Luis Francia

dapper idler in a bar,
coffee drinker in a diner,
hard-bitten lout on a corner,
wide-eyed child, queen in her stroller,
old man proud of his gun,

death looks us over every second of
every minute of every hour of
every day, and wonders why we
rush to oblivion when
oblivion rushes towards us.

For the Lovers in Fallujah

and the red flees for the sea

and the corner with its back against the
pockmarked wall cries out to the coroner
in the hall, there’s a dead girl in my arms,

whose singing was her glory and her charm.
and the sleuth asked, which way, of the door
that swung both ways against the uproar

of the furniture tearing up the floor, in
protest against the dead, against the pale
grey and the color of lead and the red that

flees for the sea, and the girl’s wounded lover,
the two no longer turning in their mutual
yearning, for one is dead and the other dying,

dead and dying on account of a
country they knew  nothing about.
which way did their young hopes go

devoid now of the red, what sort of dread
did they know, which dreams did they let go?
an open and shut case, said the door to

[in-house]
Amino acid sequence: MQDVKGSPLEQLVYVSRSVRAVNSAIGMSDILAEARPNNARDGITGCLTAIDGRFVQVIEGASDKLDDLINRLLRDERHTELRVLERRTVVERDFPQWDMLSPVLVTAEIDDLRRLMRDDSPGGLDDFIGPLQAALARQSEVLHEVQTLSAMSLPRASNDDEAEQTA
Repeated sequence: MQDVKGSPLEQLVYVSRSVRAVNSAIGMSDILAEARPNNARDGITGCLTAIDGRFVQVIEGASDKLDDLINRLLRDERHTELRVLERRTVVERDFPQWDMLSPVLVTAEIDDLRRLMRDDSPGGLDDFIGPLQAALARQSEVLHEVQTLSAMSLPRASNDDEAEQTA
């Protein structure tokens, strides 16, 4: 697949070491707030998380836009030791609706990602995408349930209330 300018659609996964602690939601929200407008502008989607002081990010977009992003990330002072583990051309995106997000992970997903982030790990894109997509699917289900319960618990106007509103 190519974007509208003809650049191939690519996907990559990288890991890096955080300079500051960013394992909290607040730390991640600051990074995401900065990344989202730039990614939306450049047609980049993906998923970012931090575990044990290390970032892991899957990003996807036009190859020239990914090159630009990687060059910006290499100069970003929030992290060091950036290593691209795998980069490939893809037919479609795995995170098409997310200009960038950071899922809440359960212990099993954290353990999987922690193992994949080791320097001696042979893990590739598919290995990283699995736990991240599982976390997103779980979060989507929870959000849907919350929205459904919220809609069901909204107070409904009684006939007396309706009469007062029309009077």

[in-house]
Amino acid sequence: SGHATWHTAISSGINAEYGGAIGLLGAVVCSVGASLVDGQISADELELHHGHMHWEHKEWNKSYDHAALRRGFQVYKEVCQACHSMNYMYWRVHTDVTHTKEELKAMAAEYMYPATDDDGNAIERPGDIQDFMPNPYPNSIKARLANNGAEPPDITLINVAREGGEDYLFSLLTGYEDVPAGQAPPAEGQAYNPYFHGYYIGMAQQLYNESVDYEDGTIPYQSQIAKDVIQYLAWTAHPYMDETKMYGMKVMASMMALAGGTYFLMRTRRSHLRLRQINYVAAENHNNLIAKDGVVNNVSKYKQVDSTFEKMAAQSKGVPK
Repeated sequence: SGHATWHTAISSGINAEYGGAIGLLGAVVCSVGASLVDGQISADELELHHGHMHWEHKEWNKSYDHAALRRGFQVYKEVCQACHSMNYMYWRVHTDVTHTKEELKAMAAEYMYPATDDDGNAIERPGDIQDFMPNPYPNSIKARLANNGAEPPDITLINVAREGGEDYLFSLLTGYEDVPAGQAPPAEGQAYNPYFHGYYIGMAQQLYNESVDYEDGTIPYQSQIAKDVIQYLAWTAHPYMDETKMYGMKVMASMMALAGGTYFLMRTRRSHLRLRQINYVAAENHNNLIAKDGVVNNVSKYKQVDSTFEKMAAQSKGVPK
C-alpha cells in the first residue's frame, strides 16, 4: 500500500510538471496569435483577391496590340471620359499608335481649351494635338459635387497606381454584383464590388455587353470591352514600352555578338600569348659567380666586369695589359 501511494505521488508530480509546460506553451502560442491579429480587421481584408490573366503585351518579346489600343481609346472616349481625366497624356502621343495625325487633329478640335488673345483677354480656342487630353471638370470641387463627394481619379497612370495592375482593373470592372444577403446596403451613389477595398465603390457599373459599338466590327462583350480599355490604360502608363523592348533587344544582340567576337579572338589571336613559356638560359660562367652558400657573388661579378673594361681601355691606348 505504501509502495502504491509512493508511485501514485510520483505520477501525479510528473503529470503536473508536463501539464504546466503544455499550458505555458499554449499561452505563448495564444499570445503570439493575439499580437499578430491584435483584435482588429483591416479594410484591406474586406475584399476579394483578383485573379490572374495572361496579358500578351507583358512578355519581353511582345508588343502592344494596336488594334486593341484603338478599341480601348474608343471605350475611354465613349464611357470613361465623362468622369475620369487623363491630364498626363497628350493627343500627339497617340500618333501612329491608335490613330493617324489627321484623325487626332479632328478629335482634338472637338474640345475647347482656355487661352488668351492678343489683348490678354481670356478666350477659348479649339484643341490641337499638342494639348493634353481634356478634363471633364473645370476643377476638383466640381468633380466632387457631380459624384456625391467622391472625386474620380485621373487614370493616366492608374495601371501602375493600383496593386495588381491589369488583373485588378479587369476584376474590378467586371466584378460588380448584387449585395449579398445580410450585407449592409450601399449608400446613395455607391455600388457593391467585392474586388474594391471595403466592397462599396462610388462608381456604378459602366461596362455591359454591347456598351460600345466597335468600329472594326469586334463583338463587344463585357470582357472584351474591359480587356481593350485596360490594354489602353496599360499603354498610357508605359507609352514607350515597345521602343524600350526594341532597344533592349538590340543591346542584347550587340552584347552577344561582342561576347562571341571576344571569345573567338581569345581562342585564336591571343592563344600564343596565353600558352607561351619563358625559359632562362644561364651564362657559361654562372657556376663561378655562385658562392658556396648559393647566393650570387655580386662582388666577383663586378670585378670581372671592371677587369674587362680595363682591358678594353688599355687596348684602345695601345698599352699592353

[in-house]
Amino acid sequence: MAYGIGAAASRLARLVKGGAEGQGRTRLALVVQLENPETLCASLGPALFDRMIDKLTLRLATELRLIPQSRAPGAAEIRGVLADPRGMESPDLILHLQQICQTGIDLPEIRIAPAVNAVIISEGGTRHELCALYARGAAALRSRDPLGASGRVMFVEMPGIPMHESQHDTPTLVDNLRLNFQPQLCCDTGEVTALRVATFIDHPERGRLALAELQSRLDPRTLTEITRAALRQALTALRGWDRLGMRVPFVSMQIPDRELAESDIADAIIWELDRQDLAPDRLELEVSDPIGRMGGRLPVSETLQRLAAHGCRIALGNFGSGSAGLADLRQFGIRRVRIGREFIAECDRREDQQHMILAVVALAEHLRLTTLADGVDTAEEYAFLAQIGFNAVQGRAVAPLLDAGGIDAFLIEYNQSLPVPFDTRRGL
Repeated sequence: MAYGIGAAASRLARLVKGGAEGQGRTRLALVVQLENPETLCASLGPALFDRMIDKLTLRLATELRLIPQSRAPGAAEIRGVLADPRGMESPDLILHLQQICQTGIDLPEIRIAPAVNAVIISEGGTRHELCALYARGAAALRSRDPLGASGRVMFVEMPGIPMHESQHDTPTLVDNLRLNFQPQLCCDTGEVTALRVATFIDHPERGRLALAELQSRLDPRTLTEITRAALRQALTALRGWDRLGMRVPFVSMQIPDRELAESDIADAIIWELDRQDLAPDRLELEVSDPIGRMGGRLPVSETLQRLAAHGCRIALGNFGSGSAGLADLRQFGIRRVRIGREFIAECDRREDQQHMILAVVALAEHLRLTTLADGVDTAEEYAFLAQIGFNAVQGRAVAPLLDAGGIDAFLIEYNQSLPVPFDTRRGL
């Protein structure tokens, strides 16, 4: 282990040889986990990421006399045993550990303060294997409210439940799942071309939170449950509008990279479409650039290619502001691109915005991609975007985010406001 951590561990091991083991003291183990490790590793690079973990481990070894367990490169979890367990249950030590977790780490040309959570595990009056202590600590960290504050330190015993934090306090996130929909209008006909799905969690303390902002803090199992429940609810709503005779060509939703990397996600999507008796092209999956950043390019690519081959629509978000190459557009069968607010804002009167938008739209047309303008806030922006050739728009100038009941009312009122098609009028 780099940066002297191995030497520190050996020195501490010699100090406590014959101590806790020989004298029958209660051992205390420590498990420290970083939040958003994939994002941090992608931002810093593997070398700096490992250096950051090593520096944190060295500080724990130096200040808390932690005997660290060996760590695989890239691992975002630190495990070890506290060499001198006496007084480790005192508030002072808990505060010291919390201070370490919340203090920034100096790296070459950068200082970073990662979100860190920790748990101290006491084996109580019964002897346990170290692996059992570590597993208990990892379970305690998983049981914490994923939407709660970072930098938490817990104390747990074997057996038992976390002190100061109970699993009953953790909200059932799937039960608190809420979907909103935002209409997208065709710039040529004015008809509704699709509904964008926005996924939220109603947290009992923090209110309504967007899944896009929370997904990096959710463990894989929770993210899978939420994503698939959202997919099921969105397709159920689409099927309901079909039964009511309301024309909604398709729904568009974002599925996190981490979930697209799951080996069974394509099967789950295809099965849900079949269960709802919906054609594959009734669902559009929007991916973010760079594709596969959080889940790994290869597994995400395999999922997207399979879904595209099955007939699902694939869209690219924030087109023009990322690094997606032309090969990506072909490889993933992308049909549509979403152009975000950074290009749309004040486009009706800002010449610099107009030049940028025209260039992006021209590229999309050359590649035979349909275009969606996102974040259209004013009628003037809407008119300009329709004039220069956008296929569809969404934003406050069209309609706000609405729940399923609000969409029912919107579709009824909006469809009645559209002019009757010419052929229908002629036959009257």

the hall, said the wall to the floor, said the
grieving mothers to the earth, whispering, to
hold them where no government can touch

them, exiles from themselves.
In cities of the dust neither bullet nor
ballot matters, nor muezzin call, for

in the democracy of the grave
can they now being full citizens
raise the flag of their love

even as the red flees forever for the sea


Luis Francia
Luis Francia

Luis H. Francia is the author of Eye of the Fish: A Personal Archipelago. His poetry collections include The Beauty of Ghosts; Museum of Absences; and The Arctic Archipelago and Other Poems. His “Oblivion” and “For the Lovers in Falluja,” included in this issue, are from a manuscript in progress, Tattered Boat. He teaches at New York University, Hunter College, and the City University of Hong Kong. A Queens resident, he is very much a part of the 99 percent.